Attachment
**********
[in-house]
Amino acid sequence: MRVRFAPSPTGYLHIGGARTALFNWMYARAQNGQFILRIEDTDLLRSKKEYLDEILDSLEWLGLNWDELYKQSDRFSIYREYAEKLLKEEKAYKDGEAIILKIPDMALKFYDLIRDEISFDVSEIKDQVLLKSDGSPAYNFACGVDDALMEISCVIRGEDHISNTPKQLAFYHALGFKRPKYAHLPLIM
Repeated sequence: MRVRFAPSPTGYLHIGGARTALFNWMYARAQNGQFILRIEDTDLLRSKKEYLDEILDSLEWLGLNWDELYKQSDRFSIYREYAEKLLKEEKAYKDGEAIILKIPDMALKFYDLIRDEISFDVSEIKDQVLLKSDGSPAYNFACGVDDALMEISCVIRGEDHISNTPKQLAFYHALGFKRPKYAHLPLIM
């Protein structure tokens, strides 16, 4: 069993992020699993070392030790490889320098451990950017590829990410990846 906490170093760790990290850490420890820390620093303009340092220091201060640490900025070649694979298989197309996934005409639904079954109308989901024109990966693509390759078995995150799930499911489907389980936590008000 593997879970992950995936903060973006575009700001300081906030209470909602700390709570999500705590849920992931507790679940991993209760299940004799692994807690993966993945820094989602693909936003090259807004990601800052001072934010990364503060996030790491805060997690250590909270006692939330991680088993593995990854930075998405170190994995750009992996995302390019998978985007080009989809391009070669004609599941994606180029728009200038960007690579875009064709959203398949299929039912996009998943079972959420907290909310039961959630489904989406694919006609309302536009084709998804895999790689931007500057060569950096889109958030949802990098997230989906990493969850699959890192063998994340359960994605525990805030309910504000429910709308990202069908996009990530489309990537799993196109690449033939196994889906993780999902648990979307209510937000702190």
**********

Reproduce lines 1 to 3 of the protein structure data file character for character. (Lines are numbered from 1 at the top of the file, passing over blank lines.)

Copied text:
[in-house]
Amino acid sequence: MRVRFAPSPTGYLHIGGARTALFNWMYARAQNGQFILRIEDTDLLRSKKEYLDEILDSLEWLGLNWDELYKQSDRFSIYREYAEKLLKEEKAYKDGEAIILKIPDMALKFYDLIRDEISFDVSEIKDQVLLKSDGSPAYNFACGVDDALMEISCVIRGEDHISNTPKQLAFYHALGFKRPKYAHLPLIM
Repeated sequence: MRVRFAPSPTGYLHIGGARTALFNWMYARAQNGQFILRIEDTDLLRSKKEYLDEILDSLEWLGLNWDELYKQSDRFSIYREYAEKLLKEEKAYKDGEAIILKIPDMALKFYDLIRDEISFDVSEIKDQVLLKSDGSPAYNFACGVDDALMEISCVIRGEDHISNTPKQLAFYHALGFKRPKYAHLPLIM